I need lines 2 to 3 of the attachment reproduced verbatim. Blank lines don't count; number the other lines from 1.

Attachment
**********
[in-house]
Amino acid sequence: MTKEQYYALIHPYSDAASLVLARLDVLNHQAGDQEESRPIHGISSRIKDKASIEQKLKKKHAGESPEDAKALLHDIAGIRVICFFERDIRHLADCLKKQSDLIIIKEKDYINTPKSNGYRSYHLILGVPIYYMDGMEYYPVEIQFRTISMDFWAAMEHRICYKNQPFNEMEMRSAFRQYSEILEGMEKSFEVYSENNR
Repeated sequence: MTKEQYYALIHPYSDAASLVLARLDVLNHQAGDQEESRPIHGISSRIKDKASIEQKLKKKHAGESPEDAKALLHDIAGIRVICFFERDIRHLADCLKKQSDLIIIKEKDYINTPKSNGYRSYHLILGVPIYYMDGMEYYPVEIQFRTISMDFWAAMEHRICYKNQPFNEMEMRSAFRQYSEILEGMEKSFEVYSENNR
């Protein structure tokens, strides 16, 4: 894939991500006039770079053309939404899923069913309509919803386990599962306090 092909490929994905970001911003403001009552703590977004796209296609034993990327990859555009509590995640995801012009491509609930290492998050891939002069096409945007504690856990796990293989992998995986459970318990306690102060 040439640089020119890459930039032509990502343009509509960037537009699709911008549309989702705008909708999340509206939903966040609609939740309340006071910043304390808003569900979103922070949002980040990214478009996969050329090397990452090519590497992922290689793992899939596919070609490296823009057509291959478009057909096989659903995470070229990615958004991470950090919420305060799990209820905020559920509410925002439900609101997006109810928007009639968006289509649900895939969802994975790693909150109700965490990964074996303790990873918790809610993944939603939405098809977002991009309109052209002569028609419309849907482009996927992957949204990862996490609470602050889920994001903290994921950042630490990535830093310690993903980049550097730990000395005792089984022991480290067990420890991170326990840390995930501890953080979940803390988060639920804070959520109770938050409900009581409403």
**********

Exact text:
Amino acid sequence: MTKEQYYALIHPYSDAASLVLARLDVLNHQAGDQEESRPIHGISSRIKDKASIEQKLKKKHAGESPEDAKALLHDIAGIRVICFFERDIRHLADCLKKQSDLIIIKEKDYINTPKSNGYRSYHLILGVPIYYMDGMEYYPVEIQFRTISMDFWAAMEHRICYKNQPFNEMEMRSAFRQYSEILEGMEKSFEVYSENNR
Repeated sequence: MTKEQYYALIHPYSDAASLVLARLDVLNHQAGDQEESRPIHGISSRIKDKASIEQKLKKKHAGESPEDAKALLHDIAGIRVICFFERDIRHLADCLKKQSDLIIIKEKDYINTPKSNGYRSYHLILGVPIYYMDGMEYYPVEIQFRTISMDFWAAMEHRICYKNQPFNEMEMRSAFRQYSEILEGMEKSFEVYSENNR